Movie Review: High Plains Drifter

Let me start right off by saying that I’m 60 years old, a fan of all things Western — movies almost as much as books — and have never seen Clint Eastwood’s “High Plains Drifter.” Oh, I’ve caught it more than once on a lazy Saturday afternoon while flicking through the channels and, over time, I’ve seen probably 80 percent of the movie, parts of it multiple times.

But, I’ve never sat down for an hour and forty five minutes and watched it from start to finish. And by the way, it’s worth it just to watch the start and the finish, both of which explain a lot. It’s hard not to love the opening where Clint rides out of the plains (or hell?), and into the town of Lago, riding through without a word, but drawing the attention of every person in town.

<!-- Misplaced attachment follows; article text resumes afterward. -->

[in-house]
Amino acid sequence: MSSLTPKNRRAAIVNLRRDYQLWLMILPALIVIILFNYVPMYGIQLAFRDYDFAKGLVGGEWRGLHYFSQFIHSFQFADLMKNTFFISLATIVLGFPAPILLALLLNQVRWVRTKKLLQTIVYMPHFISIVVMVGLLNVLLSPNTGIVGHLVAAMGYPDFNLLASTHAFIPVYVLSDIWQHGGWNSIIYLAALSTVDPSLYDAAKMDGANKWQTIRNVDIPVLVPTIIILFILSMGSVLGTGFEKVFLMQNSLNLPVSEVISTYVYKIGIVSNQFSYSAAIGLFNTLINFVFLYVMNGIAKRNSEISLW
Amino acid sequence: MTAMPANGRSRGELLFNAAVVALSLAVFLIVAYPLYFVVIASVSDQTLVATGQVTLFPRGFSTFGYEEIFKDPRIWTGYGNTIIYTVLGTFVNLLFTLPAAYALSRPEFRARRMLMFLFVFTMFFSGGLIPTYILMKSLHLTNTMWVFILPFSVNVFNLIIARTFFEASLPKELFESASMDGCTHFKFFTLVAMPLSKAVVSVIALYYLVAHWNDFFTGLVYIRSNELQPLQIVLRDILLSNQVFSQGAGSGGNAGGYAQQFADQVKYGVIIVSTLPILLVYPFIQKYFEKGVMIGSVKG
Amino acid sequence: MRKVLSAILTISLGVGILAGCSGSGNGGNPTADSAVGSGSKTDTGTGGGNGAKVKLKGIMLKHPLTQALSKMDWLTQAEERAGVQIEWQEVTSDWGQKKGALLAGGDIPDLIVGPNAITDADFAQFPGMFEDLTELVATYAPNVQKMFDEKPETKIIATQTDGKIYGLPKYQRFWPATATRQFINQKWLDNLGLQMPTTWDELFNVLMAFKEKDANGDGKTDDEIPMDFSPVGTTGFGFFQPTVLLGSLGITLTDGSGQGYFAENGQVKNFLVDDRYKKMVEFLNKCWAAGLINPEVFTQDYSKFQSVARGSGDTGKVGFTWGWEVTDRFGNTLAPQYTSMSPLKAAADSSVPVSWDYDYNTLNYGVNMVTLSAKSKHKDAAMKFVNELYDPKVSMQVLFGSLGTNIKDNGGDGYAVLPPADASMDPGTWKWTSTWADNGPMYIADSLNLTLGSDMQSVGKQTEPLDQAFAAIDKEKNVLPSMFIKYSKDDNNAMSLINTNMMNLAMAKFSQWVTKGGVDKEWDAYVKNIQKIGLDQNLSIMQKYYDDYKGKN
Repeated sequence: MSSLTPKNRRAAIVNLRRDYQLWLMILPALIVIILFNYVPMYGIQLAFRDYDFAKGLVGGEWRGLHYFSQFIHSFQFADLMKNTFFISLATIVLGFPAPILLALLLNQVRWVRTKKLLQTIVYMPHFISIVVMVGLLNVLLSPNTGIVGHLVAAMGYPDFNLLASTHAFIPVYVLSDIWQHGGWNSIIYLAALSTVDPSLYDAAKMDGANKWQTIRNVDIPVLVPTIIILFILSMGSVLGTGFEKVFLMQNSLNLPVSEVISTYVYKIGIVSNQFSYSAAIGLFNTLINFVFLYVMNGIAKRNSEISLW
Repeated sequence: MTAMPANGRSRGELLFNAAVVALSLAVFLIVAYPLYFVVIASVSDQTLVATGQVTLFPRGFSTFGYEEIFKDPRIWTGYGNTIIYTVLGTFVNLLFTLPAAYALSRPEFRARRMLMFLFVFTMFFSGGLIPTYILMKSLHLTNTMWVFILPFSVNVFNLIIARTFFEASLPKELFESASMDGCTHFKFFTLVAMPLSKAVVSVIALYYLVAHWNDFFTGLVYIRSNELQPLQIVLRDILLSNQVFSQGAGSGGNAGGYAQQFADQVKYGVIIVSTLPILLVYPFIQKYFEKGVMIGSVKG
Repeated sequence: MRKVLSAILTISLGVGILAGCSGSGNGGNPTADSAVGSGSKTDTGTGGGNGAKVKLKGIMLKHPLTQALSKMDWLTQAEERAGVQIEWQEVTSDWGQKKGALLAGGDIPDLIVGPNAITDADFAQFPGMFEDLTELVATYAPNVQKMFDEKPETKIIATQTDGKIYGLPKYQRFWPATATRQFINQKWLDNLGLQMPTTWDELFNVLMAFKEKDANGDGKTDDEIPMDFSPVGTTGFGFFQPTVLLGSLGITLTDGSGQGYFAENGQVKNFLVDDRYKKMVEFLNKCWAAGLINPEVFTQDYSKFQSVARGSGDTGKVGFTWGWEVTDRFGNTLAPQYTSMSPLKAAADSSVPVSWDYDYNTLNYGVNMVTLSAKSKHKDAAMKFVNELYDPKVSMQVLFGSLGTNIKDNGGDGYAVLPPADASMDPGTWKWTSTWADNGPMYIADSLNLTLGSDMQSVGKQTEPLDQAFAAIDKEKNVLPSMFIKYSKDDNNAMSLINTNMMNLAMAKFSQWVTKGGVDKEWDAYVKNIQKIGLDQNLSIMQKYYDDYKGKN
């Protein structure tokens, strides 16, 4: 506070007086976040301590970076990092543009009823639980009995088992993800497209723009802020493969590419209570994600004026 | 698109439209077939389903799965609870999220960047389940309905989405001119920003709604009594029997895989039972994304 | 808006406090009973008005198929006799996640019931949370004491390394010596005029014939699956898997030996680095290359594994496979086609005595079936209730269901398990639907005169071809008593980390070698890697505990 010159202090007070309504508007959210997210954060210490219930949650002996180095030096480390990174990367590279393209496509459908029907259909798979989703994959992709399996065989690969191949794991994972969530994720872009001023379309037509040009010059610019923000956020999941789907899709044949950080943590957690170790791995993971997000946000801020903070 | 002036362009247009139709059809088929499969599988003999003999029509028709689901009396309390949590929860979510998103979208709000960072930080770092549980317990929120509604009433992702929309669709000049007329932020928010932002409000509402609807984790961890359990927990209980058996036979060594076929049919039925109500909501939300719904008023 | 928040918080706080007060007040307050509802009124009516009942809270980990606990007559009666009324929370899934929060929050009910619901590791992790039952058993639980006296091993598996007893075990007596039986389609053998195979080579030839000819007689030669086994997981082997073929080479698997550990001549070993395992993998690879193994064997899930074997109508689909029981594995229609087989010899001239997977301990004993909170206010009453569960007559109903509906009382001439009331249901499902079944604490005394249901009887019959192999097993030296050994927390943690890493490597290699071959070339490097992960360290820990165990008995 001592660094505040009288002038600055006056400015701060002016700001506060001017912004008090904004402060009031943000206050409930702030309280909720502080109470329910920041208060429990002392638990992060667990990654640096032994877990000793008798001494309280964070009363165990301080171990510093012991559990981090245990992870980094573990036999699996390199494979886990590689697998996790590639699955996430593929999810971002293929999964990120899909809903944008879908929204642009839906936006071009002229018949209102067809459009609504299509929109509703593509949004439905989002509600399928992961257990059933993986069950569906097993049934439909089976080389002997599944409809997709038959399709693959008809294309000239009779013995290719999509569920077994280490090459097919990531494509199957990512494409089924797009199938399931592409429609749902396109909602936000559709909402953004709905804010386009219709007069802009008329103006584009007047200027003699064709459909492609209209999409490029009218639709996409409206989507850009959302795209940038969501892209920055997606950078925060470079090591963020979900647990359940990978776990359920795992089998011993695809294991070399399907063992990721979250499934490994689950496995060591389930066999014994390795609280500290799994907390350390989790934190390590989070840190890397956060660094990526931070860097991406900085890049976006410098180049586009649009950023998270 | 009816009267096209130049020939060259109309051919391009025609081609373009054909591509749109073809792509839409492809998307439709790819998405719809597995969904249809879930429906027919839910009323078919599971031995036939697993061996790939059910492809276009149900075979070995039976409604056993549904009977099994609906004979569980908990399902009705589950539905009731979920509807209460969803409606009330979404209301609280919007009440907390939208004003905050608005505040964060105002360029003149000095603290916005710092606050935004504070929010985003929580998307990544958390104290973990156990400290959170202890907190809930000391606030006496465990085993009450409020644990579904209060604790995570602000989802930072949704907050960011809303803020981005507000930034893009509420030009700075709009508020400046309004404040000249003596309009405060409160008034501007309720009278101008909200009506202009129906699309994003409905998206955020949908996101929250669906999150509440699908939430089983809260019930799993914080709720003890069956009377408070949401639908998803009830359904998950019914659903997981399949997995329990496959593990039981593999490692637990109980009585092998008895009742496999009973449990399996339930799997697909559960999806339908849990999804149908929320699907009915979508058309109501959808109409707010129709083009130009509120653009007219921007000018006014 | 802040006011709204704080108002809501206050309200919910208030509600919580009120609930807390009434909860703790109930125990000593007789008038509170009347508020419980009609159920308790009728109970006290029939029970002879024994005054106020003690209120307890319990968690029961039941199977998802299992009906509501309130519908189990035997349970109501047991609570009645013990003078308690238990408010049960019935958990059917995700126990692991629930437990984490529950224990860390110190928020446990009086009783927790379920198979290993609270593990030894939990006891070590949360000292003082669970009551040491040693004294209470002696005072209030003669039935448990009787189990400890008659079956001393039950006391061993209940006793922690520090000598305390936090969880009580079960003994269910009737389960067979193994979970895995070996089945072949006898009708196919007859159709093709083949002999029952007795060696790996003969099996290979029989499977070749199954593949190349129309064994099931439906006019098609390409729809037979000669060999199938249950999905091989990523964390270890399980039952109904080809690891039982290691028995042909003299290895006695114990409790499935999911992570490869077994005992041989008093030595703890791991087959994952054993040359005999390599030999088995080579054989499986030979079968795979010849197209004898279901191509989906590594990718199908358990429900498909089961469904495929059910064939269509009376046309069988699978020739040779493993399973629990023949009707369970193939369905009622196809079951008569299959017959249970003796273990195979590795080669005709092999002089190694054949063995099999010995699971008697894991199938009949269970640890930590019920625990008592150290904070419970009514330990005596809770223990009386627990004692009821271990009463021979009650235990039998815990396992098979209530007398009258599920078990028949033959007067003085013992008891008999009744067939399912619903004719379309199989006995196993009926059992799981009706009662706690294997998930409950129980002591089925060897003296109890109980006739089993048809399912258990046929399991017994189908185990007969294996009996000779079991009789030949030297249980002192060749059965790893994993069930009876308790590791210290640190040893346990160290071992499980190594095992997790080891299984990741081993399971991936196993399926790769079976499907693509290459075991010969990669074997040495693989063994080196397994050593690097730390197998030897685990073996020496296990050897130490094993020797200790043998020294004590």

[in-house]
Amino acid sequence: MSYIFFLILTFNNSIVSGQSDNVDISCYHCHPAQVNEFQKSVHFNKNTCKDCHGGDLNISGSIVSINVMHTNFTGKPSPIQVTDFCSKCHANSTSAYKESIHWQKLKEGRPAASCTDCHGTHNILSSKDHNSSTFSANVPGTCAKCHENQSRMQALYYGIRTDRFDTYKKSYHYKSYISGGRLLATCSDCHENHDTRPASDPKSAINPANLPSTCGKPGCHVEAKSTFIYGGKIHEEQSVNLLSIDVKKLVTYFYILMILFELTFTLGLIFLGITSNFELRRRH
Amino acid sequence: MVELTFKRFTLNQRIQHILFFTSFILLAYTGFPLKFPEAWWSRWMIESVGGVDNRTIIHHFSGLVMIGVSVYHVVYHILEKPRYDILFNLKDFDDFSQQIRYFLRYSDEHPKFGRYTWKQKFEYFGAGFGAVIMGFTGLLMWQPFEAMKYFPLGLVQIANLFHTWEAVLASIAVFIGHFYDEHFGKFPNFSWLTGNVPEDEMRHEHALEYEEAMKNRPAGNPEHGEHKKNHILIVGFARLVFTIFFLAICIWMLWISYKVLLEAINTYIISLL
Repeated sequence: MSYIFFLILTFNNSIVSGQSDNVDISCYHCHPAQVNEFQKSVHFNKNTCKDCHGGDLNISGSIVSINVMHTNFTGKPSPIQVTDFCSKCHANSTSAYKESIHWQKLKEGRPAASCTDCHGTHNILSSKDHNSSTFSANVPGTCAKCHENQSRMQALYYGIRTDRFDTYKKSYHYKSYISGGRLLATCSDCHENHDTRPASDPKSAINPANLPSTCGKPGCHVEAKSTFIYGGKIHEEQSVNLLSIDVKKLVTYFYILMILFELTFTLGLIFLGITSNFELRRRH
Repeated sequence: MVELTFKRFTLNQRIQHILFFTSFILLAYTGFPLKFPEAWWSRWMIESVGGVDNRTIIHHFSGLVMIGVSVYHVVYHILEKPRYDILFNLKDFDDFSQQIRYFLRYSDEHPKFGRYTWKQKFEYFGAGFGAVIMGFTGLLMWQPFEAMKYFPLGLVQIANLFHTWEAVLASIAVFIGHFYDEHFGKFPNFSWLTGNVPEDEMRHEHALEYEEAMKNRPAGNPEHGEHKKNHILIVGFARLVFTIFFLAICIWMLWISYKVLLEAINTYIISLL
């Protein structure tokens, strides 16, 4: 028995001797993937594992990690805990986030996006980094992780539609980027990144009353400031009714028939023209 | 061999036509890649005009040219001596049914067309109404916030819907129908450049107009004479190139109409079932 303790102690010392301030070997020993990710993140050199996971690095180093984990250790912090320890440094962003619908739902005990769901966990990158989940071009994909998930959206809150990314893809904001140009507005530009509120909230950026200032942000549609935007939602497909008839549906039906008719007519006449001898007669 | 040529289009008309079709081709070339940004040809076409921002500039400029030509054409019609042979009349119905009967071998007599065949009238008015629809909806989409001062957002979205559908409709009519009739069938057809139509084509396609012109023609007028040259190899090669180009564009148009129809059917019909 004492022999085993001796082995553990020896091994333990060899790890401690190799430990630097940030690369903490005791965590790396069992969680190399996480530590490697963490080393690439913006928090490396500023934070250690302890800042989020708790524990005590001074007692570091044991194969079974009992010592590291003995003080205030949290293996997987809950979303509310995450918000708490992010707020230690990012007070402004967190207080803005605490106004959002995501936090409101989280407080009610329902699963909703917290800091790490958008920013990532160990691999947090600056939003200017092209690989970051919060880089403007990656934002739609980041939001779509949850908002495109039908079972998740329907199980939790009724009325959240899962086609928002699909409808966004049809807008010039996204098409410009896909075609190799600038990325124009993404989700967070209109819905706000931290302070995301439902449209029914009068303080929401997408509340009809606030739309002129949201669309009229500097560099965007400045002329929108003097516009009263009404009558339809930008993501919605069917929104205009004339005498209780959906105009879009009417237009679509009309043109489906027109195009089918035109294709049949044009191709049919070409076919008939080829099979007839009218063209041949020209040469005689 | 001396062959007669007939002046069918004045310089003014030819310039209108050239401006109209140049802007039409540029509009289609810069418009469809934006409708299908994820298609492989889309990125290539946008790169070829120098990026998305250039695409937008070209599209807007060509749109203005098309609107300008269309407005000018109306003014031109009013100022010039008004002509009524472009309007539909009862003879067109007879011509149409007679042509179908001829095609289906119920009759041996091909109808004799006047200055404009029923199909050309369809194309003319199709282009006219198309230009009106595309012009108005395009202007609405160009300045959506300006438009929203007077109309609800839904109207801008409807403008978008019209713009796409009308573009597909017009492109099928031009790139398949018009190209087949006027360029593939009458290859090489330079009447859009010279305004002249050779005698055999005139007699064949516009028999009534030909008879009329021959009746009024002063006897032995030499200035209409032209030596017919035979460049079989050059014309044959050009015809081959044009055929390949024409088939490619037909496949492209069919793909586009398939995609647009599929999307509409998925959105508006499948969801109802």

If you like Clint Eastwood — and I do — you’ll like this movie. The supporting cast is terrific, but this is Clint’s movie. He stars in it, as well as directs it, and is rarely not on screen. It’s Clint at his non-verbal, deadly-shooting best. He has no name, few lines, little patience and — unless you believe in ghosts (something else lost to me about this movie until I watched the entire thing) — no reason for his brutal, sadistic, actions. There is a rape scene, which was troublesome for me, and plenty of whippings and shootings for those who would miss them.

Lago is an eerie town, with a terrible past, located on the edge of California’s Mono Lake, also eerie. I enjoyed the movie, but the best way to put it is, if it hadn’t been Clint, it would have had to have been Jack Nicholson.


Three horseshoes.

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